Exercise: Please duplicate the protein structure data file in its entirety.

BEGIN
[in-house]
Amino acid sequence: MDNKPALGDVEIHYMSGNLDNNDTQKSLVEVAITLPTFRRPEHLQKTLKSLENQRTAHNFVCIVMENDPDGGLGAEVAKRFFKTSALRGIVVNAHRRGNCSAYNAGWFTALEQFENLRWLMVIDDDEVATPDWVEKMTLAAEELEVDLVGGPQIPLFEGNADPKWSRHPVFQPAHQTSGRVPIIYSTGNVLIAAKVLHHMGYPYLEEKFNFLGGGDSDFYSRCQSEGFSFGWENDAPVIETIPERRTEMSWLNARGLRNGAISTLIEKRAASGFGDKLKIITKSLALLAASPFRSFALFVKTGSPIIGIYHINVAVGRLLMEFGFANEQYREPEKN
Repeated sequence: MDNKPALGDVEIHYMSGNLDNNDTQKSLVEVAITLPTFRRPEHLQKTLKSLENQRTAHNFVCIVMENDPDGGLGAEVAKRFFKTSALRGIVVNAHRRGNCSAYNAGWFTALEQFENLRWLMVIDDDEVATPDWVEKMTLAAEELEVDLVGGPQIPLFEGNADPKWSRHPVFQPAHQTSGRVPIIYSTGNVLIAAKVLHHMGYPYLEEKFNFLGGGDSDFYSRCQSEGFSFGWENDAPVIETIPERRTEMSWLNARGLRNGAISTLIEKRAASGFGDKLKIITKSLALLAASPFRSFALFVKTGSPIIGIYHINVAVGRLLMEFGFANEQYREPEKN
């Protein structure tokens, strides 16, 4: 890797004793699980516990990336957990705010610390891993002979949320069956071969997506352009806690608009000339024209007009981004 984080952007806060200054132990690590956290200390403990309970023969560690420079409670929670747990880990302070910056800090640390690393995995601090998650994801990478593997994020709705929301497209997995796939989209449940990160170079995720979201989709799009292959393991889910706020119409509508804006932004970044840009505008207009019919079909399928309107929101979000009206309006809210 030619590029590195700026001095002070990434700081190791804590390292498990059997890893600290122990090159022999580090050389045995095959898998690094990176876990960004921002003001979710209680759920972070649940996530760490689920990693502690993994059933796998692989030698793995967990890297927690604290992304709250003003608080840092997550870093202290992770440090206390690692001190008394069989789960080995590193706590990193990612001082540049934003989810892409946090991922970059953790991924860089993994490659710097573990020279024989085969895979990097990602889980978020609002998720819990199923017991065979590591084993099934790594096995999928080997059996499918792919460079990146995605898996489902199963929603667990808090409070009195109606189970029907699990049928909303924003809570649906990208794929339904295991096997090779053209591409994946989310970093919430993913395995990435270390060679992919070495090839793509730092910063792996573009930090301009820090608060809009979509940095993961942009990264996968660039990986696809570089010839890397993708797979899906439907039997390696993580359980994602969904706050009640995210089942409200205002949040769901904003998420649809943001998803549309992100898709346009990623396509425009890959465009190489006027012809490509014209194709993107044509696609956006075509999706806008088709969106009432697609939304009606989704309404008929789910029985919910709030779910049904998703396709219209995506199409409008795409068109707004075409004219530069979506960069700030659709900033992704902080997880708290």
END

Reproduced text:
[in-house]
Amino acid sequence: MDNKPALGDVEIHYMSGNLDNNDTQKSLVEVAITLPTFRRPEHLQKTLKSLENQRTAHNFVCIVMENDPDGGLGAEVAKRFFKTSALRGIVVNAHRRGNCSAYNAGWFTALEQFENLRWLMVIDDDEVATPDWVEKMTLAAEELEVDLVGGPQIPLFEGNADPKWSRHPVFQPAHQTSGRVPIIYSTGNVLIAAKVLHHMGYPYLEEKFNFLGGGDSDFYSRCQSEGFSFGWENDAPVIETIPERRTEMSWLNARGLRNGAISTLIEKRAASGFGDKLKIITKSLALLAASPFRSFALFVKTGSPIIGIYHINVAVGRLLMEFGFANEQYREPEKN
Repeated sequence: MDNKPALGDVEIHYMSGNLDNNDTQKSLVEVAITLPTFRRPEHLQKTLKSLENQRTAHNFVCIVMENDPDGGLGAEVAKRFFKTSALRGIVVNAHRRGNCSAYNAGWFTALEQFENLRWLMVIDDDEVATPDWVEKMTLAAEELEVDLVGGPQIPLFEGNADPKWSRHPVFQPAHQTSGRVPIIYSTGNVLIAAKVLHHMGYPYLEEKFNFLGGGDSDFYSRCQSEGFSFGWENDAPVIETIPERRTEMSWLNARGLRNGAISTLIEKRAASGFGDKLKIITKSLALLAASPFRSFALFVKTGSPIIGIYHINVAVGRLLMEFGFANEQYREPEKN
């Protein structure tokens, strides 16, 4: 890797004793699980516990990336957990705010610390891993002979949320069956071969997506352009806690608009000339024209007009981004 984080952007806060200054132990690590956290200390403990309970023969560690420079409670929670747990880990302070910056800090640390690393995995601090998650994801990478593997994020709705929301497209997995796939989209449940990160170079995720979201989709799009292959393991889910706020119409509508804006932004970044840009505008207009019919079909399928309107929101979000009206309006809210 030619590029590195700026001095002070990434700081190791804590390292498990059997890893600290122990090159022999580090050389045995095959898998690094990176876990960004921002003001979710209680759920972070649940996530760490689920990693502690993994059933796998692989030698793995967990890297927690604290992304709250003003608080840092997550870093202290992770440090206390690692001190008394069989789960080995590193706590990193990612001082540049934003989810892409946090991922970059953790991924860089993994490659710097573990020279024989085969895979990097990602889980978020609002998720819990199923017991065979590591084993099934790594096995999928080997059996499918792919460079990146995605898996489902199963929603667990808090409070009195109606189970029907699990049928909303924003809570649906990208794929339904295991096997090779053209591409994946989310970093919430993913395995990435270390060679992919070495090839793509730092910063792996573009930090301009820090608060809009979509940095993961942009990264996968660039990986696809570089010839890397993708797979899906439907039997390696993580359980994602969904706050009640995210089942409200205002949040769901904003998420649809943001998803549309992100898709346009990623396509425009890959465009190489006027012809490509014209194709993107044509696609956006075509999706806008088709969106009432697609939304009606989704309404008929789910029985919910709030779910049904998703396709219209995506199409409008795409068109707004075409004219530069979506960069700030659709900033992704902080997880708290």